I'll preface this by saying that we are actually planning to send my son to "real school" for preschool, because I want him to attend Montessori school for at least a year—I think it will form a good foundation for homeschooling. We found a local Montessori program that also offers Catechesis of the Good Shepherd, something that is a priority of mine for my kids. We haven't made a final decision but it's very tempting. After a year of preschool, we plan to homeschool from kindergarten on up.
First, you've got to read this article, 6 Ways to Early Years You Won't Regret. I kind of want to memorize it, maybe tattoo it to my arm. I'm often tempted to start pushing academic stuff, but my son is TWO. No need for that yet. This article is a much-needed reminder to just enjoy this time together ... and do lots of reading aloud.
These are the programs I've found so far. I know I must be missing some—please share any others in the comments!
A few friends have recommended The Homegrown Preschooler, which seems to be pretty simple and play-based. Good stuff.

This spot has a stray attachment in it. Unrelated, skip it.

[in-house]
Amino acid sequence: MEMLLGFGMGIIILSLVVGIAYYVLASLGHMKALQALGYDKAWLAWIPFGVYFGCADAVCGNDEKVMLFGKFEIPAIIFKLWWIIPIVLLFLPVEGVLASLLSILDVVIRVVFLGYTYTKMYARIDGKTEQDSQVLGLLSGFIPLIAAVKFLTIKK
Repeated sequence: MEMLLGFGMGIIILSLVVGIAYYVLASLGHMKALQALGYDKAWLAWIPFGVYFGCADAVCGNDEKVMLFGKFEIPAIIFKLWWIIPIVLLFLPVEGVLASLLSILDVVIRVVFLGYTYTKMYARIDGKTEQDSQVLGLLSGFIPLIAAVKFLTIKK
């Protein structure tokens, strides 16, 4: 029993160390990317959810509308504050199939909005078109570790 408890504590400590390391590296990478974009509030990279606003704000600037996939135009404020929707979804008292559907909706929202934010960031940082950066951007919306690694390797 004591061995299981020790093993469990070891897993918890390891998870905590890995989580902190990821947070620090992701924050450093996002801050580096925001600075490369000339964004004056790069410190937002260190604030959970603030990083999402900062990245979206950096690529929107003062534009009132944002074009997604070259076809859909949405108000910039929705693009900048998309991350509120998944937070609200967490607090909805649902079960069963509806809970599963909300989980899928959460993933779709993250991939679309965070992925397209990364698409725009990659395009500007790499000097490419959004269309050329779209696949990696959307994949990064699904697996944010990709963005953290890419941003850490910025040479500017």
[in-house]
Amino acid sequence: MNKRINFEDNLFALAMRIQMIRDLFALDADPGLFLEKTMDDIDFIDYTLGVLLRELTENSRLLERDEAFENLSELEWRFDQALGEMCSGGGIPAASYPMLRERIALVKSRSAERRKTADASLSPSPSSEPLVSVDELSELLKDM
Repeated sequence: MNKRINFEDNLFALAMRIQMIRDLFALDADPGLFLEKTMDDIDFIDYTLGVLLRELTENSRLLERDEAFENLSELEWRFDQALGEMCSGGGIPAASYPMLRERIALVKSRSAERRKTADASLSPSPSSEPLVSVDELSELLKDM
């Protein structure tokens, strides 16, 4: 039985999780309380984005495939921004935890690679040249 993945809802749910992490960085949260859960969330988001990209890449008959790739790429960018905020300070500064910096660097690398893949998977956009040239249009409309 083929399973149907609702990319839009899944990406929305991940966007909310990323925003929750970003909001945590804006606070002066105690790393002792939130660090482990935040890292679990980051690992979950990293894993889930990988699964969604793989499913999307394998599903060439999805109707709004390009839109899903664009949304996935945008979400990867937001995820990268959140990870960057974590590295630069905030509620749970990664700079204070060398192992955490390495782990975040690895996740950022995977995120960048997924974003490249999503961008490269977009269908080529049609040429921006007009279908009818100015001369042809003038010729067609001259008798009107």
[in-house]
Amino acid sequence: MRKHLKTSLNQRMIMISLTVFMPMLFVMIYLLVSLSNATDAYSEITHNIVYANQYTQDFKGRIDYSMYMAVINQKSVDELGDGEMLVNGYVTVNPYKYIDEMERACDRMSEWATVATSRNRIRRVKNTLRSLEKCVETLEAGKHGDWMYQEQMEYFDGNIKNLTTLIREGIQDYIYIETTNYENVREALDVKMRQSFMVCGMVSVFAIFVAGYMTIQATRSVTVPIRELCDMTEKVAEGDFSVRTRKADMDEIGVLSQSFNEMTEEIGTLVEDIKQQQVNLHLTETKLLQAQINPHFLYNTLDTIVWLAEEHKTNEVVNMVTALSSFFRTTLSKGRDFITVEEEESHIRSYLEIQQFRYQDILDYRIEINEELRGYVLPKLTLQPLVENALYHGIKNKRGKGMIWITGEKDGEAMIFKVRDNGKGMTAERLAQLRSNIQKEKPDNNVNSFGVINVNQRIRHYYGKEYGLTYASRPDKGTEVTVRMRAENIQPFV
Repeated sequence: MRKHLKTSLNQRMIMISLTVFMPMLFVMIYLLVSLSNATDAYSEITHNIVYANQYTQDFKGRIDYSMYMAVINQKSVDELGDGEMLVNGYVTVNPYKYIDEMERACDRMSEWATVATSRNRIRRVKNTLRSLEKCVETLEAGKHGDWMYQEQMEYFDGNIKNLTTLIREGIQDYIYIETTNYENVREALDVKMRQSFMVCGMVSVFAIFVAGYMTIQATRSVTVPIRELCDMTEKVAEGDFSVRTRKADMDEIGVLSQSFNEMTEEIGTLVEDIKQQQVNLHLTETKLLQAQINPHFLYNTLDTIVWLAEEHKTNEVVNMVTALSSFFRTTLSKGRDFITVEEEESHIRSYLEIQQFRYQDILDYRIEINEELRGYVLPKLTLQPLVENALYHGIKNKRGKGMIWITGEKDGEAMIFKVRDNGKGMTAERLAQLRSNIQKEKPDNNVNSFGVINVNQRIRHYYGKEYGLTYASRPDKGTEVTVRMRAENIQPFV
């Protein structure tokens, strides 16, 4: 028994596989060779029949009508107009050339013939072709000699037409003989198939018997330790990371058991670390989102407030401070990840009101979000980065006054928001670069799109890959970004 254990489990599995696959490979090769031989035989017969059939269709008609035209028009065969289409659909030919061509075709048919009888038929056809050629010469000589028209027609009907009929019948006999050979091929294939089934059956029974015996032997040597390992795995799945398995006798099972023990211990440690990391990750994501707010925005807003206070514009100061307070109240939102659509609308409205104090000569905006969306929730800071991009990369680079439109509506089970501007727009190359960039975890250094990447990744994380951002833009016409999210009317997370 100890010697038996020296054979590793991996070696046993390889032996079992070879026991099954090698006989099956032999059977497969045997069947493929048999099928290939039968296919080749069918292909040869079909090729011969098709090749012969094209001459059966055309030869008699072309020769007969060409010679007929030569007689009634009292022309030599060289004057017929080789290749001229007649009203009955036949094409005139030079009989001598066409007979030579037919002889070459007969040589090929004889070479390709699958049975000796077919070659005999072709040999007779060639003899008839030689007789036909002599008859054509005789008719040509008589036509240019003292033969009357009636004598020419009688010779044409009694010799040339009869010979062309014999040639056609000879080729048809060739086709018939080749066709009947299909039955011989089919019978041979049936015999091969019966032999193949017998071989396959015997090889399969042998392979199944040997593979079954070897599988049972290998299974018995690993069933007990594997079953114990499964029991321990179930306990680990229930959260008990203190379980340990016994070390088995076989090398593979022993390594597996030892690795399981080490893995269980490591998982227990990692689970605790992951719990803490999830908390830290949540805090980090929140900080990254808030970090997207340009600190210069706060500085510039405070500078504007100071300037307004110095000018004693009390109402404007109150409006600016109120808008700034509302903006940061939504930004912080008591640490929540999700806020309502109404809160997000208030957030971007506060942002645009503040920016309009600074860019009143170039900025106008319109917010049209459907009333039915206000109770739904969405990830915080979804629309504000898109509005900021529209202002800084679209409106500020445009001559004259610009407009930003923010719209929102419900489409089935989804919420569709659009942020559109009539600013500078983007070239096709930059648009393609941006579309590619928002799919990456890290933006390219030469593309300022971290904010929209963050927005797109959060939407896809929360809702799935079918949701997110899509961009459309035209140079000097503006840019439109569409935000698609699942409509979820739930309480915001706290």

The Joy School program is great if you have a few neighborhood friends interested in doing a little homeschool co-op. It's non-denominational but vaguely Christian, and seems intended to offer preparation for going to "real school" down the road.
Five in a Row is a program based on reading aloud children's literature. It looks like a lot of fun, to be honest, and I look forward to exploring it more closely.
For a slightly older crowd...
Mother of Divine Grace is a classical, more traditional, Catholic program. It seems comprehensive and rigorous, and I think we may use this program when we start homeschooling, although I haven't done enough research to say that for sure yet.
The Kolbe Academy program is also classical and Catholic, and I'm not actually sure how it differs from MODG. Clearly I need to do more research on that. Fortunately I have time.
What are your favorite resources for beginning to homeschool in the early years? I'd love to hear what else is out there!